Murujuga National Park expanded after land rezoning
The world’s largest rock art gallery was expanded last week when a piece of land previously zoned for industrial use was incorporated into the Murujuga National Park.
The additional section of land, known as Site L, is 221ha and sits at the northern end of the Burrup Peninsula, about 35km from Karratha.
Murujuga is home to the world’s highest concentration of rock art engravings and was WA’s 100th national park and the first to be jointly managed by the State Government and an Aboriginal corporation.
Speaking at the official rezoning on Thursday, Premier Mark McGowan said the national park was being expanded because it was a beautiful area which deserved additional protection.
“One of the sites that was going to be used for industrial development will now be a part of Murujuga forever,” he said.
“One of the things the Murujuga people are very keen on is promoting tourism because it creates jobs and opportunities for their citizens, so additional enhancements to the national park will help with local job creation for Aboriginal people.”
Murujuga Aboriginal Corporation chief executive Peter Jeffries said the decision would assist MAC in its plans to build the Murujuga Tourism Precinct at Conzinc Bay.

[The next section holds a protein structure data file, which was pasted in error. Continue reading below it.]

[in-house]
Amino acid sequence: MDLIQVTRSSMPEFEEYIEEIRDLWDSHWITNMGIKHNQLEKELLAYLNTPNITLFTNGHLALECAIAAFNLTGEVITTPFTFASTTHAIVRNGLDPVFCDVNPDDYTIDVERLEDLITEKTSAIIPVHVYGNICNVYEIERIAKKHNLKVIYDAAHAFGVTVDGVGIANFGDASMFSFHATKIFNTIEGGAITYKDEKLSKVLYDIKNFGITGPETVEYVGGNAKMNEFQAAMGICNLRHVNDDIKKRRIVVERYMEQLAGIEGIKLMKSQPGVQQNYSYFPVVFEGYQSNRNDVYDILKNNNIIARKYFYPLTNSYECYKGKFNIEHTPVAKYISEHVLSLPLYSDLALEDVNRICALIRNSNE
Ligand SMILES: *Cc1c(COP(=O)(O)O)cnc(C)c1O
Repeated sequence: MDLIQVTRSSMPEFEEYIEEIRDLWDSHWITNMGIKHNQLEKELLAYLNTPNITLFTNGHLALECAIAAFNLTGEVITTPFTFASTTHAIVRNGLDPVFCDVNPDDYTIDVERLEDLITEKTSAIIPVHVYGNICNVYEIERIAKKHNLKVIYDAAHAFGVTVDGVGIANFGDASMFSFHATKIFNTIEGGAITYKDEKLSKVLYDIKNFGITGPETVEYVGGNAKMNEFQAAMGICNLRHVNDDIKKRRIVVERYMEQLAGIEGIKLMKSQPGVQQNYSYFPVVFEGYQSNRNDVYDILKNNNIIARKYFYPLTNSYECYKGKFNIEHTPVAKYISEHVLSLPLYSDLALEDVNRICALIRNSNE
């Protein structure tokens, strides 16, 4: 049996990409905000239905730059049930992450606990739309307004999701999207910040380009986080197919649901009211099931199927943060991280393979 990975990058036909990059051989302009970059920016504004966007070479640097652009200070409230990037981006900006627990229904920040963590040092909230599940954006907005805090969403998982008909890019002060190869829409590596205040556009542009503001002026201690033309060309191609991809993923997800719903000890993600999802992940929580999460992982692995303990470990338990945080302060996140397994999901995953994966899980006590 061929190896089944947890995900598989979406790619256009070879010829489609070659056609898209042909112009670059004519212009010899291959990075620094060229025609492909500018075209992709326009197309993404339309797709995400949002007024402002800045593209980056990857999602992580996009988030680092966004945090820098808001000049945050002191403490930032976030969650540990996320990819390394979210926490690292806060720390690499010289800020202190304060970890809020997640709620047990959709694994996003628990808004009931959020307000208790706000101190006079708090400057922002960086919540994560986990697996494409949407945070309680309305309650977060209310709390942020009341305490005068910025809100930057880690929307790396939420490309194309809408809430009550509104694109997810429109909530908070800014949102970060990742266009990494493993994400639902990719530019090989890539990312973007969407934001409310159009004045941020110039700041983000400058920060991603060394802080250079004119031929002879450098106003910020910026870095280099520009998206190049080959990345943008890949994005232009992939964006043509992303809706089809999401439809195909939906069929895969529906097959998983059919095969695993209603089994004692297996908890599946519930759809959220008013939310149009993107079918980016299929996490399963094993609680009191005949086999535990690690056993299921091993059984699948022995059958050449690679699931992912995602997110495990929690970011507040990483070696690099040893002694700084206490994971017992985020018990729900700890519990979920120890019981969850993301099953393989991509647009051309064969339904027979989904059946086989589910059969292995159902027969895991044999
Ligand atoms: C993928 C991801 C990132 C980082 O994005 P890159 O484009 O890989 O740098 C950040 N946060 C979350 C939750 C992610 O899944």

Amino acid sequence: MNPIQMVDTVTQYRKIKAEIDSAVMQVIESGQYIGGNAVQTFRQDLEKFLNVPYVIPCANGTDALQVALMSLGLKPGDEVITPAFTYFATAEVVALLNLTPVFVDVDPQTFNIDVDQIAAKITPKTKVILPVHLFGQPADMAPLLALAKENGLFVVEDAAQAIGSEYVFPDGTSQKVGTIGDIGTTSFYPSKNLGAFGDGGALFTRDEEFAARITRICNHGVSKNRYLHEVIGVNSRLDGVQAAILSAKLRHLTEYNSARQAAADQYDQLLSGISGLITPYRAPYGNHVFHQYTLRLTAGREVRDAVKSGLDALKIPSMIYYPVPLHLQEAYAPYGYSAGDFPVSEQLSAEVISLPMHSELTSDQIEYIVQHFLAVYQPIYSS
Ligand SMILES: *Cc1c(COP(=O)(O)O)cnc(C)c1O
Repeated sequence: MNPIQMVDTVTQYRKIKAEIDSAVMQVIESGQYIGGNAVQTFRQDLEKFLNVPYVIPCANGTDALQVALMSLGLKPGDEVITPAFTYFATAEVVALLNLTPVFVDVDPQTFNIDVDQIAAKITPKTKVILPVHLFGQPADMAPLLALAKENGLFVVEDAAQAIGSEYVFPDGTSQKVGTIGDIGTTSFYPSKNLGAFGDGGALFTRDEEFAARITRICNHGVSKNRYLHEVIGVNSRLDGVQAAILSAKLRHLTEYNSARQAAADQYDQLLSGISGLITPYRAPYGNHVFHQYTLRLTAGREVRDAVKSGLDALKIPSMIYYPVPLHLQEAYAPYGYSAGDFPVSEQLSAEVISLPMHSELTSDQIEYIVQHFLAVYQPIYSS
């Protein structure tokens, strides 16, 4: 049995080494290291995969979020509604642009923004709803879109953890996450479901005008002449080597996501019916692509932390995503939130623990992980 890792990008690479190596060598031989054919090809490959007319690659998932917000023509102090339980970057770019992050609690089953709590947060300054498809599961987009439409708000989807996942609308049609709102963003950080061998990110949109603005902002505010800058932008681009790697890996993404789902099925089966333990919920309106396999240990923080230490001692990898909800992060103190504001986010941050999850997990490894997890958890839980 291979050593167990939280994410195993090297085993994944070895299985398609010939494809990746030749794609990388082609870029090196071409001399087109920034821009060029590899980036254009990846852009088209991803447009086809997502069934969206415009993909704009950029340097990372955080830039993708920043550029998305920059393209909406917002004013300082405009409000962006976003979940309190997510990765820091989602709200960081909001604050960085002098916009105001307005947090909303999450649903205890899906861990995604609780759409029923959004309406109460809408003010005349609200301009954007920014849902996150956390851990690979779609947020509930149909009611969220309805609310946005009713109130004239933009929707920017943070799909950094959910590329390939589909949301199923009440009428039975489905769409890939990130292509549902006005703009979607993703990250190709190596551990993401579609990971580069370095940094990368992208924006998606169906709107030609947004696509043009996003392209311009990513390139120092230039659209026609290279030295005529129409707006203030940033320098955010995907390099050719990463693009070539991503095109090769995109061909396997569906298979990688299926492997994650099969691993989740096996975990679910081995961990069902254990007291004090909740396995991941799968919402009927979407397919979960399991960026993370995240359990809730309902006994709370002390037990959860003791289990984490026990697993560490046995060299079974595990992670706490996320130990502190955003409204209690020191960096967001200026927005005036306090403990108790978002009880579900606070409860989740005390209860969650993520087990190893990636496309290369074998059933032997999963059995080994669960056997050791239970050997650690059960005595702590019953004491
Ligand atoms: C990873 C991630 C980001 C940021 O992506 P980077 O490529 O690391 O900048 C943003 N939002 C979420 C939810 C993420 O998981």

“The return of Site L provides us with certainty that no further industrial development will proceed in the northern Burrup adjacent to our proposed Living Knowledge Centre and campground at Conzinc Bay,” he said.
“The centre is a watershed project which is going to showcase Aboriginal history and culture and provide a tourism boost to the Pilbara.”
Last year, the Murujuga Aboriginal Corporation and the McGowan Government announced a World Heritage nomination for the national park.
Environment Minister Stephen Dawson said the rock art at Murujuga was thousands of years old and held national and international heritage value.
The nomination process is on track for completion in 2022.
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